Ehrman thus also rests a wholly illogical argument on his original hasty generalization, a generalization he cannot prove true, and which some evidence suggests might be false.
• EHRMAN: No reply. (He only addresses some of the evidence for a dying-messiah expectation in his book; and then rests again on the same fallacy of false generalization. See my discussion below.)
• MCGRATH: Repeats the fallacy. Only changing the claim up from “no Jews expected a dying messiah” to “all Jews expected a conquering messiah,” unaware that these are not the same thing and do not entail each other.
• CARRIER: Points out the obvious: that Christians also expected a conquering messiah, and thus were not going against that trend anyway (they were sure their Davidic messiah was going to come and conquer the universe any day now…he just had to die first, to clean the world of sin and gain his celestial powers). Thus, McGrath’s revision of Ehrman’s argument ceases to be any kind of rebuttal to mythicism.
• CARRIER: Ehrman commits a fallacy of begging the question. He claims that Paul met “Jesus’ closest disciple Peter,” but that begs the very question, whether the Gospels are telling the truth or weaving a mythical account. If we do not beg that question, then we must admit that (a) Paul never once calls Peter a “disciple” (in fact, no such term appears anywhere in Paul’s letters–he never shows any knowledge of such a thing as there being a “disciple” of Jesus) and (b) Paul never mentions Peter being close to Jesus at all, much less the “closest” to him (other than being the first to receive revelations of Jesus: 1 Cor. 15:5). This is actually one of the many curious things about Paul’s epistles that suggests the Jesus myth theory is correct: Paul continually assumes only apostles exist, and that apostles are made apostles by having a revelation of Jesus. The idea that anyone actually saw him or spent time with him in the flesh is nowhere found in his letters.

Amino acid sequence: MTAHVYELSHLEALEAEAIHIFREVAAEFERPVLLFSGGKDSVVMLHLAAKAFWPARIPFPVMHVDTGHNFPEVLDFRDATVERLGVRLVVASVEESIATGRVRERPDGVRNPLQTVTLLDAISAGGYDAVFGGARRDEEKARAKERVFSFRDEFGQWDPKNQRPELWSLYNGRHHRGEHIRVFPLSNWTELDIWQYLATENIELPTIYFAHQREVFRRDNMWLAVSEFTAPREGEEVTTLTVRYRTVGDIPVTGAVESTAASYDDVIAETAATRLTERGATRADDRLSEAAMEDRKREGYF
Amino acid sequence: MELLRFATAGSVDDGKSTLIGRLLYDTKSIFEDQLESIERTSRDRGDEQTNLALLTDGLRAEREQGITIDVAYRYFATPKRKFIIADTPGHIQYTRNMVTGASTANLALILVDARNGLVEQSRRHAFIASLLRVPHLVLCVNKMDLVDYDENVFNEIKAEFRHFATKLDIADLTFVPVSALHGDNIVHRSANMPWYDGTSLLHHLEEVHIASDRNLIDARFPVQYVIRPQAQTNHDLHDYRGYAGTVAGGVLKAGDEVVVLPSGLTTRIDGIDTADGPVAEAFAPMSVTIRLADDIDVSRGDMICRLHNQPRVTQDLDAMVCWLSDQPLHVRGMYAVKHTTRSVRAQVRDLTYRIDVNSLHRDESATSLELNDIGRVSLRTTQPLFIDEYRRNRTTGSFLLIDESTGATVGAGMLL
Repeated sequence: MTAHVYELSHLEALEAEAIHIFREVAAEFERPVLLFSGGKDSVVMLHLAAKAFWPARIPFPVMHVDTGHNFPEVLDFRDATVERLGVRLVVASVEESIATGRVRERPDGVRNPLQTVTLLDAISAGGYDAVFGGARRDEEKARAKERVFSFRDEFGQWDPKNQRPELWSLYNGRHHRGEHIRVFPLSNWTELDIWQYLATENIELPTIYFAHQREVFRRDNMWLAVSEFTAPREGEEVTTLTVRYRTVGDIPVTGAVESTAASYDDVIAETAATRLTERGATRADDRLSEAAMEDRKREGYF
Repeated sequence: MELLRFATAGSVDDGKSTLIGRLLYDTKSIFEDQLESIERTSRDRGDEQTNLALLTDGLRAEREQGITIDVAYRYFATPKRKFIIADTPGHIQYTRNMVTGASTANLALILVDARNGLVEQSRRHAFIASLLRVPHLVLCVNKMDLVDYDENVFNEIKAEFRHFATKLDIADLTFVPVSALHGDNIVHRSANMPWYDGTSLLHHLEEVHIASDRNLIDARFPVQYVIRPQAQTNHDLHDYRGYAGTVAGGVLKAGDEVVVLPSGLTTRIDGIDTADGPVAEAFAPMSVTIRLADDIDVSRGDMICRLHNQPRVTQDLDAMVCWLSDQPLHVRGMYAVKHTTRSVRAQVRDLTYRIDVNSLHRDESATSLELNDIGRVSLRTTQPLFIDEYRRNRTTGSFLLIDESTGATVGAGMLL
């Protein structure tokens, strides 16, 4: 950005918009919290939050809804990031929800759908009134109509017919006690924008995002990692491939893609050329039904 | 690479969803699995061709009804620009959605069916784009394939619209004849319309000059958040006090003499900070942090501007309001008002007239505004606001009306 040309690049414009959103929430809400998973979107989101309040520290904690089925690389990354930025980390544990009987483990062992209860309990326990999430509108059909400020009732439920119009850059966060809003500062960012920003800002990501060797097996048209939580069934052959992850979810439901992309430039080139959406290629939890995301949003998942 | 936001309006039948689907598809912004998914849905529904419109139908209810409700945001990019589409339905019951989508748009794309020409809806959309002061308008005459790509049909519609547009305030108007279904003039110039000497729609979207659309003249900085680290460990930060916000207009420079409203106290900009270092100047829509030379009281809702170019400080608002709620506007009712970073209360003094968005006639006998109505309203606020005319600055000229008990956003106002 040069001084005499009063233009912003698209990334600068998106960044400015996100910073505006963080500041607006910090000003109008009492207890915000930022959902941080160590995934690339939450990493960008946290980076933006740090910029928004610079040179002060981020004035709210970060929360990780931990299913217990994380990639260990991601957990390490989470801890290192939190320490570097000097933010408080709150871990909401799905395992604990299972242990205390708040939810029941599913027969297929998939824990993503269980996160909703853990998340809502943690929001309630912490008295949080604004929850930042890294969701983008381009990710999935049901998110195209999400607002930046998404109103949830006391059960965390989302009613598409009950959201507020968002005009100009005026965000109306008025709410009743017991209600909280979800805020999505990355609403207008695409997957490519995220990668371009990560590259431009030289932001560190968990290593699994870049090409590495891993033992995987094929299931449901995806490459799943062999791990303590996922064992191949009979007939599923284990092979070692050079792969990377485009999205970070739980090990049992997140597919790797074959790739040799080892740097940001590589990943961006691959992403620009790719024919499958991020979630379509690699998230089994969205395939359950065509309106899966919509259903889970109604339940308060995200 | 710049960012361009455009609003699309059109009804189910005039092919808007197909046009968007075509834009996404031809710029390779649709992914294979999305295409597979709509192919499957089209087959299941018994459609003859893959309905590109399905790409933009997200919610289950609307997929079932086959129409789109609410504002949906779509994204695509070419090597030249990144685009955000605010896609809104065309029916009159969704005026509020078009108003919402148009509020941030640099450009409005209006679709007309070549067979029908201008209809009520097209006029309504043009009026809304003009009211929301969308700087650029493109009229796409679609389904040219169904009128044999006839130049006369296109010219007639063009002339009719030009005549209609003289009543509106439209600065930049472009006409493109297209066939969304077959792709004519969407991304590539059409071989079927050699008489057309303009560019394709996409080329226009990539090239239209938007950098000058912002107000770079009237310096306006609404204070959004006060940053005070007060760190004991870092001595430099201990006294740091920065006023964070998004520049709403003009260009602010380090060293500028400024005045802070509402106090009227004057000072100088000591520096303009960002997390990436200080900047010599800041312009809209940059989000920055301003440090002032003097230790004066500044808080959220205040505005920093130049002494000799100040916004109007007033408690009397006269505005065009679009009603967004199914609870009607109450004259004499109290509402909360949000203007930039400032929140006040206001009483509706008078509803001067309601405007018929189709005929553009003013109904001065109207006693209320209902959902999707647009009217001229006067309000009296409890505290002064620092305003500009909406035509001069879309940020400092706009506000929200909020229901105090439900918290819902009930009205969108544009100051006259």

• EHRMAN: No reply.
• CARRIER: Ehrman begs the question again (assuming the Gospels are not myth, in order to conclude that Paul is referring to facts reported in them). In his article Ehrman produced only one non-fallacious argument for the historicity of Jesus: that Paul at least appears to refer to having met his brother.
This I acknowledged (it’s really the only evidence that historicity has). But in the Huffington Post Ehrman never mentions the fact that it is a fundamental cornerstone of all Jesus myth theories to offer alternative explanations of this passage. He thus misrepresents the strength of his own position by ignoring (and not telling the public about) fundamental elements of the contrary position. By contrast, I pointed out:
Paul does not say “brother of Jesus,” but “brother of the Lord,” which can only be a cultic title (one does not become the brother of “the Lord” until the person in question is hailed “the Lord,” thus the phrase “brother of the Lord” is a creation of Christian ideology). Yes, he may have earned that cultic title by actually being the brother of Jesus. But he could also have earned it by simply being a baptized Christian. Since all baptized Christians were the adopted sons of God, just as Jesus was (Romans 1:3-4), Jesus was only “the first born among many brethren” (Romans 8:29), which means all Christians were the brothers of the Lord…